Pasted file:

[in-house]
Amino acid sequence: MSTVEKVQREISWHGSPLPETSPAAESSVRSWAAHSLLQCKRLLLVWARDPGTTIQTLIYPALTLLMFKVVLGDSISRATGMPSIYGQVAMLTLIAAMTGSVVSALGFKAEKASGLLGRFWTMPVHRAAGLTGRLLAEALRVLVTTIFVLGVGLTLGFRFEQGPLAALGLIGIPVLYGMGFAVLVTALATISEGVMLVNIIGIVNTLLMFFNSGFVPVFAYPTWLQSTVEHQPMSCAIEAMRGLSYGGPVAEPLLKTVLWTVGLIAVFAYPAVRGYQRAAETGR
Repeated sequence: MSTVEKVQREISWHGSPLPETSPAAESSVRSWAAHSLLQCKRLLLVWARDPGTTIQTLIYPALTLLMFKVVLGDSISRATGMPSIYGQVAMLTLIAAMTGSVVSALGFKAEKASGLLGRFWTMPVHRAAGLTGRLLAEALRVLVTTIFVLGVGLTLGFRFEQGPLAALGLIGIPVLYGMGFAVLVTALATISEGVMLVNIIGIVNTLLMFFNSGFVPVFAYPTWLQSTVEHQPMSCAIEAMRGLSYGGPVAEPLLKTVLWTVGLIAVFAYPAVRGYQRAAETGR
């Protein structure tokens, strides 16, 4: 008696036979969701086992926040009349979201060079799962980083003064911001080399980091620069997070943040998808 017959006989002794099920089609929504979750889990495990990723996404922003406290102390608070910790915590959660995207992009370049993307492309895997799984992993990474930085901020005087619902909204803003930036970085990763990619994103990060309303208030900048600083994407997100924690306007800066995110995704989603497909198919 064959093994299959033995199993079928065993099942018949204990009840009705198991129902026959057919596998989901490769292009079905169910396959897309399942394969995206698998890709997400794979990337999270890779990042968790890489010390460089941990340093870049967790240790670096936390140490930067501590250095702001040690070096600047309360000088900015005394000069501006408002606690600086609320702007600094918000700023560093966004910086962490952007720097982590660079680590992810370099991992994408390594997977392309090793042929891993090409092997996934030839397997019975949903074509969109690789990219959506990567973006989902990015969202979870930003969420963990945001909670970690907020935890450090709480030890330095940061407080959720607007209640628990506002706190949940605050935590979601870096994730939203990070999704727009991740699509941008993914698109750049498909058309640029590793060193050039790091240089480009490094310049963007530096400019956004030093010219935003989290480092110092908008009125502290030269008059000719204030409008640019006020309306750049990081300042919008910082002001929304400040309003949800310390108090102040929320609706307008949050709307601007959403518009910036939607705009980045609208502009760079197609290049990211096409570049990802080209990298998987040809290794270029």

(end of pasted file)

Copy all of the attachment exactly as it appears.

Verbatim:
[in-house]
Amino acid sequence: MSTVEKVQREISWHGSPLPETSPAAESSVRSWAAHSLLQCKRLLLVWARDPGTTIQTLIYPALTLLMFKVVLGDSISRATGMPSIYGQVAMLTLIAAMTGSVVSALGFKAEKASGLLGRFWTMPVHRAAGLTGRLLAEALRVLVTTIFVLGVGLTLGFRFEQGPLAALGLIGIPVLYGMGFAVLVTALATISEGVMLVNIIGIVNTLLMFFNSGFVPVFAYPTWLQSTVEHQPMSCAIEAMRGLSYGGPVAEPLLKTVLWTVGLIAVFAYPAVRGYQRAAETGR
Repeated sequence: MSTVEKVQREISWHGSPLPETSPAAESSVRSWAAHSLLQCKRLLLVWARDPGTTIQTLIYPALTLLMFKVVLGDSISRATGMPSIYGQVAMLTLIAAMTGSVVSALGFKAEKASGLLGRFWTMPVHRAAGLTGRLLAEALRVLVTTIFVLGVGLTLGFRFEQGPLAALGLIGIPVLYGMGFAVLVTALATISEGVMLVNIIGIVNTLLMFFNSGFVPVFAYPTWLQSTVEHQPMSCAIEAMRGLSYGGPVAEPLLKTVLWTVGLIAVFAYPAVRGYQRAAETGR
């Protein structure tokens, strides 16, 4: 008696036979969701086992926040009349979201060079799962980083003064911001080399980091620069997070943040998808 017959006989002794099920089609929504979750889990495990990723996404922003406290102390608070910790915590959660995207992009370049993307492309895997799984992993990474930085901020005087619902909204803003930036970085990763990619994103990060309303208030900048600083994407997100924690306007800066995110995704989603497909198919 064959093994299959033995199993079928065993099942018949204990009840009705198991129902026959057919596998989901490769292009079905169910396959897309399942394969995206698998890709997400794979990337999270890779990042968790890489010390460089941990340093870049967790240790670096936390140490930067501590250095702001040690070096600047309360000088900015005394000069501006408002606690600086609320702007600094918000700023560093966004910086962490952007720097982590660079680590992810370099991992994408390594997977392309090793042929891993090409092997996934030839397997019975949903074509969109690789990219959506990567973006989902990015969202979870930003969420963990945001909670970690907020935890450090709480030890330095940061407080959720607007209640628990506002706190949940605050935590979601870096994730939203990070999704727009991740699509941008993914698109750049498909058309640029590793060193050039790091240089480009490094310049963007530096400019956004030093010219935003989290480092110092908008009125502290030269008059000719204030409008640019006020309306750049990081300042919008910082002001929304400040309003949800310390108090102040929320609706307008949050709307601007959403518009910036939607705009980045609208502009760079197609290049990211096409570049990802080209990298998987040809290794270029």